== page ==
Rabies Triumph!

The first person in history known to have survived rabies without getting the rabies vaccine went home from the hospital on New Year’s Day 2005. The story began when a 15-year-old Wisconsin girl named Jeanna Giese was attending a church service on September 12. A bat flew into the building and fell to the floor. Jeanna picked up the bat and released it outside. No one else touched the bat. While she was trying to help, the bat bit her on her left index finger – a tiny bite less than 0.2 inches long.

The bat was never found and tested for rabies, but we now know the bat was infected. At that point, the only solid hope for Jeanna was to give her the rabies vaccine right away, an effective way to prevent her from getting infected. Instead, the little wound was cleaned with hydrogen peroxide, and people soon forgot about the tiny bite. Those caring for her didn’t know the risk, and did not seek medical care. (Always seek medical advice after being bitten by a wild animal or even being touched by a bat).

About a month later, Jeanne was feeling tired and mentioned tingling and numbness in her left hand. By then, it was already too late for the vaccine to help her. Over the next two days she became unsteady on her feet and developed double vision. When she started vomiting the following day, she went to see her pediatrician who sent her to a neurologist right away. She had a head MRI that day, which was normal. The next day she was admitted to the local hospital, where her speech became slurred, she developed tremors of her left arm, and she became increasingly lethargic. She spiked a fever. It wasn’t until two days after her hospital admission that someone remembered the bat bite. Doctors sent samples of her blood, saliva, spinal fluid, and neck skin to the CDC for rabies testing. It was rabies.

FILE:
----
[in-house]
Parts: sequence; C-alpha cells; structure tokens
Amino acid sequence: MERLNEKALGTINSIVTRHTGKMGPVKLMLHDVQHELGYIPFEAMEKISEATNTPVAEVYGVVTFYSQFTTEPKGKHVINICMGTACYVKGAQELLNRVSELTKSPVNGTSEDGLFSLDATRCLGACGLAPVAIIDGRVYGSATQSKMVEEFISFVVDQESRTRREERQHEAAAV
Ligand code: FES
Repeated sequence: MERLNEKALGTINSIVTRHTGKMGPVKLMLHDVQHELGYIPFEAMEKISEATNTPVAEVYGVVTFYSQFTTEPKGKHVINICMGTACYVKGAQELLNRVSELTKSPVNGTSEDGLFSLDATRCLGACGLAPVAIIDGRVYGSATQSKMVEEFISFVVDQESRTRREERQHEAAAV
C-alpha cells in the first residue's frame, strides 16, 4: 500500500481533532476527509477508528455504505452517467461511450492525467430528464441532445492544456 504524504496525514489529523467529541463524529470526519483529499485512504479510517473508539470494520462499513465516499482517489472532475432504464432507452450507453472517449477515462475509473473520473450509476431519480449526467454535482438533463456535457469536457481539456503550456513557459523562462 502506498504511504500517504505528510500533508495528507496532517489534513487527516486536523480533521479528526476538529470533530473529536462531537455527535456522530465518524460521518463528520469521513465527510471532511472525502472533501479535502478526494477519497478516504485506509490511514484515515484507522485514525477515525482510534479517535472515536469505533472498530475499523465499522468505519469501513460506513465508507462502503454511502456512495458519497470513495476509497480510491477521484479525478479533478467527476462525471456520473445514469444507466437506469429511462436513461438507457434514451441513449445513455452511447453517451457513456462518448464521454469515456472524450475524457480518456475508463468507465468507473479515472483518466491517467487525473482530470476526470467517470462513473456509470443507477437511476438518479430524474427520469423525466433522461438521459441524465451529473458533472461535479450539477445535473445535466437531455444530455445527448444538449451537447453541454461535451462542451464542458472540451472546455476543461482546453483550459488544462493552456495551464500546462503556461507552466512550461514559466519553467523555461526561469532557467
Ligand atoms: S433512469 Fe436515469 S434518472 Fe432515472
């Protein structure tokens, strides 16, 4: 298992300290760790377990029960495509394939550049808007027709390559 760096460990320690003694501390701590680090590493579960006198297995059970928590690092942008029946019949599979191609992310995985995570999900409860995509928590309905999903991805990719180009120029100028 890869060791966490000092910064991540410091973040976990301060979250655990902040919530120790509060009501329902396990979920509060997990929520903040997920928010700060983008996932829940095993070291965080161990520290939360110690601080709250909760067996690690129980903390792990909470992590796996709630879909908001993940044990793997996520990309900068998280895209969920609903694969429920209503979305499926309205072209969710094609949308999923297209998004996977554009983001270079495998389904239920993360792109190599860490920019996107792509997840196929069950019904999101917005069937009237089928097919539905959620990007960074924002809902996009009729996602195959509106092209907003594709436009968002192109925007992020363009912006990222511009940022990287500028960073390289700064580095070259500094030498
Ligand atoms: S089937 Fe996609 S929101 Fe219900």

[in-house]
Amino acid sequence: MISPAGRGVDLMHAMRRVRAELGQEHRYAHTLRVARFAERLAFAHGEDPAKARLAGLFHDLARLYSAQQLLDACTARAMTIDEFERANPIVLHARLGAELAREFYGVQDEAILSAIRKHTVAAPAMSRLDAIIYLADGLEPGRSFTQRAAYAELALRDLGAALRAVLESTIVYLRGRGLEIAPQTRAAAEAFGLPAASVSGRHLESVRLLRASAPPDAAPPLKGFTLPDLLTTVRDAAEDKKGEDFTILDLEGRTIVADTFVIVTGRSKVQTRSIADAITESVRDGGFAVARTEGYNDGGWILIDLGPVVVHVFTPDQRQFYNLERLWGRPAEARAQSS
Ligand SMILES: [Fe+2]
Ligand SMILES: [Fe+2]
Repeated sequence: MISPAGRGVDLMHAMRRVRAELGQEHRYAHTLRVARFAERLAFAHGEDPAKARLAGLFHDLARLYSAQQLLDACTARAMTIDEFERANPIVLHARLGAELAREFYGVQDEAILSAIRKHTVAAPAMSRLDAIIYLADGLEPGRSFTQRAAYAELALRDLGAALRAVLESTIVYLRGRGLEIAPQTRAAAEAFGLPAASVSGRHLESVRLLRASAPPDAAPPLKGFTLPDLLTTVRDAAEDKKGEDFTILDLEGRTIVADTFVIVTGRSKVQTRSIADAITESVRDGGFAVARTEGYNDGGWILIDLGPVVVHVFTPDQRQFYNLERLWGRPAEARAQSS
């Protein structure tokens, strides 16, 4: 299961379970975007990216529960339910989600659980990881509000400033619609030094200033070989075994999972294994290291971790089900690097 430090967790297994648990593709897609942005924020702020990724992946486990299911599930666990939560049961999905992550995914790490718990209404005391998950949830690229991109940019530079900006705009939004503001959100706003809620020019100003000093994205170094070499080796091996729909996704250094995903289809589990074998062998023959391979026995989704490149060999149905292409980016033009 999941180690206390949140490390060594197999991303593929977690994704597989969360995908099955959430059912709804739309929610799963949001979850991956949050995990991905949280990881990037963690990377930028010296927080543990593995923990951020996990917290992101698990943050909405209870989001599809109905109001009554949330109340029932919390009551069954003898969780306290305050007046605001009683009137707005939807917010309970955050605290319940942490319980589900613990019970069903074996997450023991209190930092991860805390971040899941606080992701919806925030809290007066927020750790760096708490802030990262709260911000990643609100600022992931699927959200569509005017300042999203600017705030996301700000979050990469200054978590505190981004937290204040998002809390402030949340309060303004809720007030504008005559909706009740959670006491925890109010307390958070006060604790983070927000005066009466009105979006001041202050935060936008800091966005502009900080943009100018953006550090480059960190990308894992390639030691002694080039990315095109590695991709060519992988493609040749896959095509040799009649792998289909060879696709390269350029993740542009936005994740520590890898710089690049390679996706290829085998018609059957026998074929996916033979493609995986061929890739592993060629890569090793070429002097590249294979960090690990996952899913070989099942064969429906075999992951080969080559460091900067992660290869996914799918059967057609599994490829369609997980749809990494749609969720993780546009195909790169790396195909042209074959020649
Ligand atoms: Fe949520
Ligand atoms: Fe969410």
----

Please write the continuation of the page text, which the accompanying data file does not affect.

Every person in recorded history that had been in Jeanna’s situation before had died. Talk about hopeless! But Jeanna was admitted to the Children’s Hospital of Wisconsin on October 18, where she (and her family) went through an amazing ordeal. Her story graced a series of reports on the hospital’s website and appeared in the December 24 Morbidity and Mortality Weekly Report of the CDC. A team led by Dr. R.E. Willough, including pediatric infectious disease, critical care and neurology specialists, pioneered a desperate, aggressive, and effective approach. They used commonly available medicines and technologies in a new way. They put Jeanna into a drug-induced coma to protect her brain, intubated her, and maintained her on a mechanical ventilator and intravenous feeds for more than a month while they treated her with anti-viral drugs. Finally she was free of the rabies, but her recovery had a long way to go. Within a month after the tubes came out, she was able to communicate with simple sign language, walk with assistance, and feed herself soft foods. She was beginning to regain her speech. Since then, she has improved faster than anticipated, and now she is at home continuing her recovery.

This story underlines the gentle truth that prevention is better than treatment. But Jeanna’s story is also a testament to determination, creativity, and hope. Rather than getting stuck in ‘might have been’s’, the people involved tried to figure out the best thing to do from that point in the story – a wonderful Near Year or New Day lesson for us all.

Published on: January 11, 2005
About the Author
Photo of Dr. Alan Greene
Dr. Greene is a practicing physician, author, national and international TEDx speaker, and global health advocate. He is a graduate of Princeton University and University of California San Francisco.
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